The Daily Illini

Purdue made shots, Illinois didn’t

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Illinois' Alex Wittinger (35) goes up for a layup during the game against Maryland at State Farm Center on Thursday, January 26.

Illinois' Alex Wittinger (35) goes up for a layup during the game against Maryland at State Farm Center on Thursday, January 26.

Austin Yattoni

Austin Yattoni

Illinois' Alex Wittinger (35) goes up for a layup during the game against Maryland at State Farm Center on Thursday, January 26.

By Miles Powers-Huang, Staff writer

The old cliché in basketball after a team loss is “they made shots we didn’t,” and while it is not the most original response, it accurately describes Illinois’ 73-54 loss to Purdue (16-8, 7-3 in the Big Ten Conference) on Sunday.

As Boilermakers’ guards Andreona Keys and Dominique Oden continually found the bottom of the net, the Illini failed to find an answer, shooting just 36 percent from the field compared to 51 percent from the Boilermakers.

Purdue’s 6-foot-1-inch forward Ae’Rianna Harris asserted herself on the defensive end, blocking three shots and recording three steals. Illinois coach Nancy Fahey felt that Purdue’s size overall limited Illinois offensively, which caused the team to fail to even attempt a free throw until deep in the fourth quarter with the game out of hand.

“We’ve had that issue for a bit, not being aggressive off the bounce,” Fahey said. “They blocked some shots. We’re smaller; it’s tougher for us to get those shots up against those guys and draw fouls.”

The Illini’s inability to get to the charity stripe was due to the Boilermakers’ defense, which stayed out of foul trouble and allowed Purdue coach Sharon Versyp to get away with a shorter rotation.

“One of the things we pride ourselves on is our defense and staying out of foul trouble,” Versyp said. “We don’t have a long bench, so that’s been very important.”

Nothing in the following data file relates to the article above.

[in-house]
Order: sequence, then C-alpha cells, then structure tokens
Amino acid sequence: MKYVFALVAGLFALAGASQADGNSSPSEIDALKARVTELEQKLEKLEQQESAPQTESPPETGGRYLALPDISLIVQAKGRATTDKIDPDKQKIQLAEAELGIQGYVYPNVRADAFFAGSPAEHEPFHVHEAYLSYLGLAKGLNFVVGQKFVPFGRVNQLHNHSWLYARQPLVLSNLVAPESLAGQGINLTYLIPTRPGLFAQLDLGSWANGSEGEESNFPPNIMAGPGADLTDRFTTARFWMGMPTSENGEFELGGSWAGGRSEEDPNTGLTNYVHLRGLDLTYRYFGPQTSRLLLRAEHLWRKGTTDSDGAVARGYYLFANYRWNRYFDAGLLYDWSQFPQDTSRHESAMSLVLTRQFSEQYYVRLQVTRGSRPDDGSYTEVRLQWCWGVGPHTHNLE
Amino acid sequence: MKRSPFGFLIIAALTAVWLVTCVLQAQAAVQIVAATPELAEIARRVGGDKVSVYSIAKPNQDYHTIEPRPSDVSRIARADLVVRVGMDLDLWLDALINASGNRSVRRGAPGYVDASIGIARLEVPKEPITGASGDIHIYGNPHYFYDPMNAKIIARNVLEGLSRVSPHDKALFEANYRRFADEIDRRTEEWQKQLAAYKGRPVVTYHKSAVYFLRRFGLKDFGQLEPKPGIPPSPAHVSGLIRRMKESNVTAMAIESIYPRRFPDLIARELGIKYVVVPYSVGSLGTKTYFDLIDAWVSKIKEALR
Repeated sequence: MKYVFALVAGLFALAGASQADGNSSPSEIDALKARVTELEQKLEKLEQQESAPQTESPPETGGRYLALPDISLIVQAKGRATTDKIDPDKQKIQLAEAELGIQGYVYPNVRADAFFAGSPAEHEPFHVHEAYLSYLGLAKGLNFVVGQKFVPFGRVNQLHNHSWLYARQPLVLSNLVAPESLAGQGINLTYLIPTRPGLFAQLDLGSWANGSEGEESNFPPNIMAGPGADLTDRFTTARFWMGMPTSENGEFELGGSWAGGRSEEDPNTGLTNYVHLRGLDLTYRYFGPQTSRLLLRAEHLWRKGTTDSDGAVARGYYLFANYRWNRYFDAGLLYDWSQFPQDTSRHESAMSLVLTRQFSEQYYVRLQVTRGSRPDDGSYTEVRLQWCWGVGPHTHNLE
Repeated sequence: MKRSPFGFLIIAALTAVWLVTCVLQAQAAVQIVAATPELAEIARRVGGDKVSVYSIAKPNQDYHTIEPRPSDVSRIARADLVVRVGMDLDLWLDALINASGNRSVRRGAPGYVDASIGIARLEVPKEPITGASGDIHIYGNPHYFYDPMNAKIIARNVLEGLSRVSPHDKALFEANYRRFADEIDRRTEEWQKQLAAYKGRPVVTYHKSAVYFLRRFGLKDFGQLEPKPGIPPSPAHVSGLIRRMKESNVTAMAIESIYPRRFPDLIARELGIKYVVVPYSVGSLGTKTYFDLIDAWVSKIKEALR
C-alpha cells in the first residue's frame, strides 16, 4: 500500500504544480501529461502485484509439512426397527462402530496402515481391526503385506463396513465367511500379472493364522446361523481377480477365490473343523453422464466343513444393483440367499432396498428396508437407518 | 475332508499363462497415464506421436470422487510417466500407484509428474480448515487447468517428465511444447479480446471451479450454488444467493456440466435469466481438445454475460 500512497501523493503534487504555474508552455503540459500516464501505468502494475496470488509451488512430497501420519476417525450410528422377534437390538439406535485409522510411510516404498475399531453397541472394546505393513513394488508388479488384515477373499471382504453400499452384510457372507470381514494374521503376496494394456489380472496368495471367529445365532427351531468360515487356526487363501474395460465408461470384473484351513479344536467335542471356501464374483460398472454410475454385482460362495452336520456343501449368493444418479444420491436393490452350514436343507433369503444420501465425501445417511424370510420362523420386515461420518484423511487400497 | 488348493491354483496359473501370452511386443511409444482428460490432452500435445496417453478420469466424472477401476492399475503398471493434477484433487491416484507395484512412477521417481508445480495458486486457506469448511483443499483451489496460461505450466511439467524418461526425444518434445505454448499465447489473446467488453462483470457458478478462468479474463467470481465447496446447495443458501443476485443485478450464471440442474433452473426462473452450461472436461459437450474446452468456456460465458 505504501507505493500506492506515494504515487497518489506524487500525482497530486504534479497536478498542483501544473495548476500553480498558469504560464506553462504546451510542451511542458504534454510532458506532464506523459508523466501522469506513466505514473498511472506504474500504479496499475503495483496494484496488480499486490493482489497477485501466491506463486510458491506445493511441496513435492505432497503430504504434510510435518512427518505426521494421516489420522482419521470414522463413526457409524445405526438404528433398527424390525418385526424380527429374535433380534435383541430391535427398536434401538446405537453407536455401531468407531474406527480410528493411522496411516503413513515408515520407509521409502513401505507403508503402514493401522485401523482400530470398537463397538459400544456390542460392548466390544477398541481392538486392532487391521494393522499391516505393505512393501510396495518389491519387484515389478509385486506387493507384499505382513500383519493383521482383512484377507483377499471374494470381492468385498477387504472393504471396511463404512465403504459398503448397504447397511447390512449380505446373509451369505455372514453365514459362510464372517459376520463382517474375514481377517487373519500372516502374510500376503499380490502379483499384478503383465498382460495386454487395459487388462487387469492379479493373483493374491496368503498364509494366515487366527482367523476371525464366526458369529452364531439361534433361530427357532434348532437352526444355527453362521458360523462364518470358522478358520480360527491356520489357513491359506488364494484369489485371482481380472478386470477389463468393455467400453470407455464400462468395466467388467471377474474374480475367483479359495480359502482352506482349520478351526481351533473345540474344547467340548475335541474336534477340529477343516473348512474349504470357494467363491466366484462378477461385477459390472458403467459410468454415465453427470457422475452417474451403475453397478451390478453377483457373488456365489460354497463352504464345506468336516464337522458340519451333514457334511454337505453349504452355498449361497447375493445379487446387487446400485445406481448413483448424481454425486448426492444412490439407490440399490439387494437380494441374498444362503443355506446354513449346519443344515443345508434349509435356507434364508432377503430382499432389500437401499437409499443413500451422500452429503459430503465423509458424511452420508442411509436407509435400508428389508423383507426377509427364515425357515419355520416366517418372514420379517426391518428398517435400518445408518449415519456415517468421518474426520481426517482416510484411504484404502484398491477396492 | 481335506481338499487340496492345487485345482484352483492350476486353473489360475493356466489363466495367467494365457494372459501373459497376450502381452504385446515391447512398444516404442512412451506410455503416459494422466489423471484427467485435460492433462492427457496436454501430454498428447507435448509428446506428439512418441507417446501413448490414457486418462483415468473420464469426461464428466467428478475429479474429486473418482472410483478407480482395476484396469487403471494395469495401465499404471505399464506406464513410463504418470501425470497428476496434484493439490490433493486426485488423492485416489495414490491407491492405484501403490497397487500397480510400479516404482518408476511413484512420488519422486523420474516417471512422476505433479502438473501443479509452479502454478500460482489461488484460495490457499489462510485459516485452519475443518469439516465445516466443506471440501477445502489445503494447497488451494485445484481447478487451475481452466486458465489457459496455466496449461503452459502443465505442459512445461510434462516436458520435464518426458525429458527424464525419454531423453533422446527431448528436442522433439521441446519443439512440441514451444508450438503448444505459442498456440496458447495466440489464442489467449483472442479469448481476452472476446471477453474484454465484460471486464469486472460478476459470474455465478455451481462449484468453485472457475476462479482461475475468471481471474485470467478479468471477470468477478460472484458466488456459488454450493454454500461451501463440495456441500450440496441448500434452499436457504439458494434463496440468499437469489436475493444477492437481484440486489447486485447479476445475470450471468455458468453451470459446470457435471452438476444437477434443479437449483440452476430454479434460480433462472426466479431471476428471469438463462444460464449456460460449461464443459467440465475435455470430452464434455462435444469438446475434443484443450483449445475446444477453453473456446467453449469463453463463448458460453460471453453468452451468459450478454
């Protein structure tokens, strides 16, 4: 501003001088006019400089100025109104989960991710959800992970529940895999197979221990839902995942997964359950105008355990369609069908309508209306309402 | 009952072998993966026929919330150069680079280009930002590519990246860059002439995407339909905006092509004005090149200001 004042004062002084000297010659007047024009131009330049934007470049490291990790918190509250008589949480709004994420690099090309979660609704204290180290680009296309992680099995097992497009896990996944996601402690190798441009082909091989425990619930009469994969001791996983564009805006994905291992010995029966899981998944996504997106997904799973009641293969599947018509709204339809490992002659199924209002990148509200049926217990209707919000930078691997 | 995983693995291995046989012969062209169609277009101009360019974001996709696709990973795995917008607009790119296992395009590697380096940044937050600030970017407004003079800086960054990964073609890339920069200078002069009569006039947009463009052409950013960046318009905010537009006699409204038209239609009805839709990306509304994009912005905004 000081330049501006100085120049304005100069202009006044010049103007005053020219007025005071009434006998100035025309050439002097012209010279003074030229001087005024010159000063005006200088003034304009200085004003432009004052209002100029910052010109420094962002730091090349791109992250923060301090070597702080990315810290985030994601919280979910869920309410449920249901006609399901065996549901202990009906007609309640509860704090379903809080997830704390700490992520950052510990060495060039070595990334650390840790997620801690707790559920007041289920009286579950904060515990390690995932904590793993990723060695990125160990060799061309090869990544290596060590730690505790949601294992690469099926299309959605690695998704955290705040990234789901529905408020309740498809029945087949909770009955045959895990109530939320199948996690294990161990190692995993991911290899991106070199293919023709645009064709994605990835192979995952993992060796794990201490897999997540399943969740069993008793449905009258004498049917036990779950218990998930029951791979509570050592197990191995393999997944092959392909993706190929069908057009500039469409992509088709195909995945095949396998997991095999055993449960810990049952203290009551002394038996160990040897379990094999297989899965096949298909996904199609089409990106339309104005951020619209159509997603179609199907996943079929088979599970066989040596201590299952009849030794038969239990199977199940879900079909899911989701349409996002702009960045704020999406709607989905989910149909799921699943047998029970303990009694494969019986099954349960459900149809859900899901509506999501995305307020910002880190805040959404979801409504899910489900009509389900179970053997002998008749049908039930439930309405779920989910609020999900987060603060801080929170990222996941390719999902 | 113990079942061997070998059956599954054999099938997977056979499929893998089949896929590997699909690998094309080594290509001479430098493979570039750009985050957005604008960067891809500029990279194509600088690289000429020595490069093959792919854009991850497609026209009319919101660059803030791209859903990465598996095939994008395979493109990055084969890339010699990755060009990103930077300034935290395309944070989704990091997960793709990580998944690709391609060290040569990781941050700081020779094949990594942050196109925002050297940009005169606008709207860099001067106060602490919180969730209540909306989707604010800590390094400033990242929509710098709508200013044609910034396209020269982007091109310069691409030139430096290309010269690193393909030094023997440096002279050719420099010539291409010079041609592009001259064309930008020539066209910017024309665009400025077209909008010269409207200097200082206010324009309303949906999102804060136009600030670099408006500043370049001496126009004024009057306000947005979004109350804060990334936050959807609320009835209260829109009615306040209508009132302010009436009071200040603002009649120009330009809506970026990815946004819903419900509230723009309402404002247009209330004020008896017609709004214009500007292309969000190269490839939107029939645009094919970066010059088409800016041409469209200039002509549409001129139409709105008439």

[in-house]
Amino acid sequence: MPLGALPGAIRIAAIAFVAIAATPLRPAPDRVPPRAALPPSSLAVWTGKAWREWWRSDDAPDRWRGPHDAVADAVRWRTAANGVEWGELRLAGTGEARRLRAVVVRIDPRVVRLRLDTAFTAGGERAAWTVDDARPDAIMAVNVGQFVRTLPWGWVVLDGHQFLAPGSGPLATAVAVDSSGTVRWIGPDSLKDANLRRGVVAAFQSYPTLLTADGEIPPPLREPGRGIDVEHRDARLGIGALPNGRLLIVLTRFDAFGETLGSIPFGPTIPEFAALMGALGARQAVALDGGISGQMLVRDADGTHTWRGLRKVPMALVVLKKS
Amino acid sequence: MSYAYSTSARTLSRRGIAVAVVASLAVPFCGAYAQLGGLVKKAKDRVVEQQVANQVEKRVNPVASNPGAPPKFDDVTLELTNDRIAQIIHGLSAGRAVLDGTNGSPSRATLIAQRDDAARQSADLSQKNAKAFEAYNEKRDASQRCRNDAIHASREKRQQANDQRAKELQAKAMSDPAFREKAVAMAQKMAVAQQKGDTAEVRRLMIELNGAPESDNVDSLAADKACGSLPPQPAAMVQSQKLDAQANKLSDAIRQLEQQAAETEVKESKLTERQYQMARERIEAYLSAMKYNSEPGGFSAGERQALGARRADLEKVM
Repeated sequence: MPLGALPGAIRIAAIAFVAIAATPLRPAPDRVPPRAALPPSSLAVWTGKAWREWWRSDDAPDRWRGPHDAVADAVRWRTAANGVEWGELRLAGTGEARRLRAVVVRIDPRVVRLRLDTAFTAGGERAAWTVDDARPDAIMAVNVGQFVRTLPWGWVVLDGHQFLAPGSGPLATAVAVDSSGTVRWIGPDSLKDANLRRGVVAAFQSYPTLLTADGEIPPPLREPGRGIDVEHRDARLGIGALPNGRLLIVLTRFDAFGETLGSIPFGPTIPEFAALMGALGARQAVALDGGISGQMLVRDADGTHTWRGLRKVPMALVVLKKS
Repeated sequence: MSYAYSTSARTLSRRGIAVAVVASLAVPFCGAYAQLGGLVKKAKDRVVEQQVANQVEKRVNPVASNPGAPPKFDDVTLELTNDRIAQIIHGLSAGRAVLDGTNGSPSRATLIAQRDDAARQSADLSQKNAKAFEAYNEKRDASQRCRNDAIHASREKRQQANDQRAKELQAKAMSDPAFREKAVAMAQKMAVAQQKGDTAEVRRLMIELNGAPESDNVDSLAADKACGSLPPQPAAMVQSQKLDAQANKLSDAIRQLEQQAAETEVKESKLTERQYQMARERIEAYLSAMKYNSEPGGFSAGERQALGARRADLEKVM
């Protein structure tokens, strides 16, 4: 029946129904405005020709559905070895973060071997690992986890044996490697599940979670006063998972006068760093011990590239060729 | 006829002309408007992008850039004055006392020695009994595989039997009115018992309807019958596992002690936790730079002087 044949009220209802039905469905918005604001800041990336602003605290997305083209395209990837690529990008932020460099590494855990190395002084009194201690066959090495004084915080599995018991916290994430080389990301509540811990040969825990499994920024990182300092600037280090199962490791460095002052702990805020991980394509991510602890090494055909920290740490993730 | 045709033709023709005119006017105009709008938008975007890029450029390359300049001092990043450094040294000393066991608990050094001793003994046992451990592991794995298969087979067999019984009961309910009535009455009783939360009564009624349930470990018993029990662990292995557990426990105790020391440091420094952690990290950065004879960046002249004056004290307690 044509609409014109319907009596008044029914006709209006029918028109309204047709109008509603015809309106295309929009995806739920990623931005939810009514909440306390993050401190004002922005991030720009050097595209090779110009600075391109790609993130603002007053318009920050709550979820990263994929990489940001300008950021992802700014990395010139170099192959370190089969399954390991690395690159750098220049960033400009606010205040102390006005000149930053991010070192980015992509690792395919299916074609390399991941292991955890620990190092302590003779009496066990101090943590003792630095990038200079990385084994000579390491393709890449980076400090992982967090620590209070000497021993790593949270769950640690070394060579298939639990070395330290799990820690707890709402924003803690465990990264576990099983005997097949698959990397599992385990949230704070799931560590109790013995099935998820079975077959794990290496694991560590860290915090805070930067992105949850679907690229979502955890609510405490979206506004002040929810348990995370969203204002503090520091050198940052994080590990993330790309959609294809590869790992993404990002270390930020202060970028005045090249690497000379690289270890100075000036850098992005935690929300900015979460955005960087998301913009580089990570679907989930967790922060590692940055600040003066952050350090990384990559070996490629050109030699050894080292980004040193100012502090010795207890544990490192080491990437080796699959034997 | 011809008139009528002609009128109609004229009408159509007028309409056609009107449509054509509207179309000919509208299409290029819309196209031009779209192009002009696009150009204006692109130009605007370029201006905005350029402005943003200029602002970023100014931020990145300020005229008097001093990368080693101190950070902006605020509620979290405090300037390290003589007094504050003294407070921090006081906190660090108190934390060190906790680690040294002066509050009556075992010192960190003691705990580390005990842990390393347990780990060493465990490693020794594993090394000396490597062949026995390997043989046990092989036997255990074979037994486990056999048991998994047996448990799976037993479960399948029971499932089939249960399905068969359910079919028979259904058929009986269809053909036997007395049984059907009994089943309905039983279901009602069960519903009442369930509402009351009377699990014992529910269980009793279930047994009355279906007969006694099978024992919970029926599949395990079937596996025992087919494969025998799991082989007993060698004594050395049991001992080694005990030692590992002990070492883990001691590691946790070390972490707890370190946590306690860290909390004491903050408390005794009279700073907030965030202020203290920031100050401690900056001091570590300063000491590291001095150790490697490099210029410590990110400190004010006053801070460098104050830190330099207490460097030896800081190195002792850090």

While Alex Wittinger put up her usual contribution, leading the team with 20 points and eight rebounds, Illinois (9-16, 0-12 in Big Ten Conference) fell short, resulting in its 12th straight loss; however, Fahey stressed that the losing streak would not affect her message going forward.

“The message, quite frankly, is we have to live in the moment, and the moment now is playing Indiana,” Fahey said. “If you were at our practice, you’d be surprised (at) the energy level that this team has. This is tough (but) we gotta be tougher.”

Fahey’s inaugural season has not produced results on court, but her peers in the Big Ten coaching sphere do not foresee that continuing. Wisconsin coach Jonathan Tsipis had high praise for Fahey after the Badgers 70-61 victory in Champaign, and Versyp echoed the same sort of sentiments after the game as well.

“Nancy’s won championships, and she’ll build a program here,” Versyp said. “When I played, I went through three different coaches. A lot of teams at Purdue went through three different coaches, but it’s about the players being loyal to the program and they have to buy in. That’s the biggest thing any time you take over a program, and Nancy’s doing that, (and) the kids are playing hard for her.”

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About the Writer
Miles Powers-Huang, Assistant Sports Editor
I am a freshman studying journalism. My first assignment at The Daily Illini was covering soccer. I then covered women’s basketball before being promoted to assistant sports editor. I am from Oak Park, Illinois. I’m the person you go to for a completely random fact or statistic about a player or game. When I’m not...
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